Adding metal to the pot during casting

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  • Last Post 09 May 2021
labop posted this 18 January 2021

 

I’ve seen posts occasionally about temperature variation caused by adding sprues and reject bullets back to the pot during casting. The variation I see on my PID set-up with a 20-pound pot appears small but the issue did make me curious as to what the effect on lowering the pot temperature really was. I asked an engineer with thermodynamics expertise to do the calculation using 20 pounds (9072 grams) alloy in a pot at 730°F (387.8°C) and 500 grain (32.4 gram) bullets, one at 70°F (21°C) and one at 400°F (204.4°C). My routine, which only takes a few seconds is to drop the sprue back in the pot from the cut so it is still hot, drop the bullet on a towel, roll it looking for defects, check the base and either keep it or drop it back in the pot.

The bottom line is that putting a cold bullet back in the pot drops the temperature 3.42°F. A bullet cooled to 400°F only drops the melt 2.29°F. So if you want to maintain a temperature ±10°F and your PID is holding the pot at ±3°F then one bullet and sprue will not be a problem. Hopefully your bullet quality is high enough that you don’t have to consider this often. You can extrapolate from these numbers for multiple bullets, a smaller or larger pot with different weight bullets.  labop

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LeadSmith posted this 06 May 2021

I just recently purchased a pot with a PID controller. I haven't used it a great deal, but I purchased it with the intention of keeping temeratures as consistent as possible. It does a great job of that.

I don't put anything back in the pot once I start casting. I don't add anything to the pot until I'm ready to top it back off. 

I noticed that with my old Lee Magnum Melter that temp swings were very common. With that pot, I used discarded sprues like ice cubes. I would add them back to help control temperature. That worked okay, but I got tired of dividing my attention from the bulky thermometer, to the temp knob and to my casting cadence.  I'm not anal about bullet weight variations for most of my bullet work, but I found some of the variations to be unacceptable for some of the rifle work I plan to do.

The PID sure is nice

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John Alexander posted this 07 May 2021

labop,

Nice to see an analytical attempt to answer the question of how much will the pot temperature change when throwing a bullet back in. Something I wish we saw such approaches more often. I will admit that I couldn't follow the calculations with the amount of patience available, so I did the calculations independently using the assumption that the energy in the pot and bullet before would equal the amount of energy in pot after the temperature stabilized.  For what it's worth, I got a decrease in pot temperature of 2.4F for the cold bullet and 1.2F for the hot bullet. The change for the cold bullet should be twice the change for the hot bullet since the temperature differential between bullet and pot is exactly twice. (Be glad to send my calculations if you are interested.) Either way it shows that it isn't enough to worry about.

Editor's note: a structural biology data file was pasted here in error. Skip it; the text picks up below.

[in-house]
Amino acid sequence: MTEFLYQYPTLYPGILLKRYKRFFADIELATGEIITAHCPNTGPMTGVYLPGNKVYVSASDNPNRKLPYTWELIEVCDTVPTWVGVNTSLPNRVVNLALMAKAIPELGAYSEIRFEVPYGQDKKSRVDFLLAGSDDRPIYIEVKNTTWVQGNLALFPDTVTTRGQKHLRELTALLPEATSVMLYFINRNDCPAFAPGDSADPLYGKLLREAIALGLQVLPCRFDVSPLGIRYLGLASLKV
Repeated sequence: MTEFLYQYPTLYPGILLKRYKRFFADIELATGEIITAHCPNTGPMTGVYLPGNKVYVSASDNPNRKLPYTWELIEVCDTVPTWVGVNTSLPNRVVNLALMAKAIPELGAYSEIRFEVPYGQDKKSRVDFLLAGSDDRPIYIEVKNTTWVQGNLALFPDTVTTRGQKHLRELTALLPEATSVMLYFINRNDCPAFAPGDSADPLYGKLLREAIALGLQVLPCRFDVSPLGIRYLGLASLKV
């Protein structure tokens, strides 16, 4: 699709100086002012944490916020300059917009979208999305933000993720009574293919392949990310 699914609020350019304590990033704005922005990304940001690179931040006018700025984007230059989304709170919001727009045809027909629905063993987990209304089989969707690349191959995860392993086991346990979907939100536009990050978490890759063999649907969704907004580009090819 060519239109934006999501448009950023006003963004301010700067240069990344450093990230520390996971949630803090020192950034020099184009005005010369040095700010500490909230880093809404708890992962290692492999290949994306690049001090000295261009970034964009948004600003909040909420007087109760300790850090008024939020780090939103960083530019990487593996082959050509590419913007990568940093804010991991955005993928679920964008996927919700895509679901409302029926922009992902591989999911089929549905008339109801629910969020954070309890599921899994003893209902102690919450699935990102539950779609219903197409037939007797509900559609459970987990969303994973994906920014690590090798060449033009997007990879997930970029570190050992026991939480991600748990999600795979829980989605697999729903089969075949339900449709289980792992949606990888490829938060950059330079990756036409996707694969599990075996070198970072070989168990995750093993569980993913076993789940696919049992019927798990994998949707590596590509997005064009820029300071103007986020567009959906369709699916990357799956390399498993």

I have a PID on my melting pot and it's kinda nifty to have the temperature stay so uniform, but I don't think that does a thing for the quality of bullets.  It just makes us feel like it outa.

Several years ago after fretting how much my Lyman pot let the temperature fluctuate during a casting session,  I wrote Lyman, RCBS, and Lee and asked them how far apart were the points at which the thermostat turned their pot off and back on again.  I was surprised to not only get an answer from all three but also that all three set their pots to turn on and off 50 F apart. 

So most of those CBA records of tiny groups and aggregates of groups that us normal mortals will probably never equal were mostly set before PIDs became the fad and pot temperatures  varied as much as 50 degrees in any lot of bullets.  Also Joe Brennan's study of groups at CBA national matches showed that we have not improved in this century and there were mighty few PIDs in use by CB shooters in the last century.

I know it seems like "common sense" that a constant pot temperature "ought to somehow improve" bullets.  But I have never seen any test whatsoever that even tried to prove that.  I'm pretty sure we can all relax about temperature variations.

John

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RicinYakima posted this 07 May 2021

"I have a PID on my melting pot and it's kinda nifty to have the temperature stay so uniform, but I don't think that does a thing for the quality of bullets.  It just makes us feel like it outa."